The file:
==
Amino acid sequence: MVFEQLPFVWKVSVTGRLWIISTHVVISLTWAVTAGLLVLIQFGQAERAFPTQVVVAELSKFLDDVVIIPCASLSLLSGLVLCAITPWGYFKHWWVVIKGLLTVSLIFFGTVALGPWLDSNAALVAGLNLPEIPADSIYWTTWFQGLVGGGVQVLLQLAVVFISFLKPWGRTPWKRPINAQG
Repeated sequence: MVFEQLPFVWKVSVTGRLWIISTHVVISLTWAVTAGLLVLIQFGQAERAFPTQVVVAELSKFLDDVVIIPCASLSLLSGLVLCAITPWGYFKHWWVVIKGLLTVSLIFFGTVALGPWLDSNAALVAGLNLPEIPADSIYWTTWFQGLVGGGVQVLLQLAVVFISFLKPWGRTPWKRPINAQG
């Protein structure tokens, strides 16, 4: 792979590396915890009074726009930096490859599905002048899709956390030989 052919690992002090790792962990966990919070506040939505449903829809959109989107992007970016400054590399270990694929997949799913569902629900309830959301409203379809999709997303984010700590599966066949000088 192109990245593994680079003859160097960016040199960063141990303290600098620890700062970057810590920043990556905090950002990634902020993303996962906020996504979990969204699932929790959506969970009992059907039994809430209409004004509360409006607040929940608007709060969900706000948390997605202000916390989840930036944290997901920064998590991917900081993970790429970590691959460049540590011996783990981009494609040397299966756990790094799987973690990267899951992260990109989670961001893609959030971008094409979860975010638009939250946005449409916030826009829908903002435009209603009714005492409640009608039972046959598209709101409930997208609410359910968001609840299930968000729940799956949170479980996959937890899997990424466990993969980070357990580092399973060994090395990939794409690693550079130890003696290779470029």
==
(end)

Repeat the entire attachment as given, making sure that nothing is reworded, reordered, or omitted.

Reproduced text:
Amino acid sequence: MVFEQLPFVWKVSVTGRLWIISTHVVISLTWAVTAGLLVLIQFGQAERAFPTQVVVAELSKFLDDVVIIPCASLSLLSGLVLCAITPWGYFKHWWVVIKGLLTVSLIFFGTVALGPWLDSNAALVAGLNLPEIPADSIYWTTWFQGLVGGGVQVLLQLAVVFISFLKPWGRTPWKRPINAQG
Repeated sequence: MVFEQLPFVWKVSVTGRLWIISTHVVISLTWAVTAGLLVLIQFGQAERAFPTQVVVAELSKFLDDVVIIPCASLSLLSGLVLCAITPWGYFKHWWVVIKGLLTVSLIFFGTVALGPWLDSNAALVAGLNLPEIPADSIYWTTWFQGLVGGGVQVLLQLAVVFISFLKPWGRTPWKRPINAQG
């Protein structure tokens, strides 16, 4: 792979590396915890009074726009930096490859599905002048899709956390030989 052919690992002090790792962990966990919070506040939505449903829809959109989107992007970016400054590399270990694929997949799913569902629900309830959301409203379809999709997303984010700590599966066949000088 192109990245593994680079003859160097960016040199960063141990303290600098620890700062970057810590920043990556905090950002990634902020993303996962906020996504979990969204699932929790959506969970009992059907039994809430209409004004509360409006607040929940608007709060969900706000948390997605202000916390989840930036944290997901920064998590991917900081993970790429970590691959460049540590011996783990981009494609040397299966756990790094799987973690990267899951992260990109989670961001893609959030971008094409979860975010638009939250946005449409916030826009829908903002435009209603009714005492409640009608039972046959598209709101409930997208609410359910968001609840299930968000729940799956949170479980996959937890899997990424466990993969980070357990580092399973060994090395990939794409690693550079130890003696290779470029």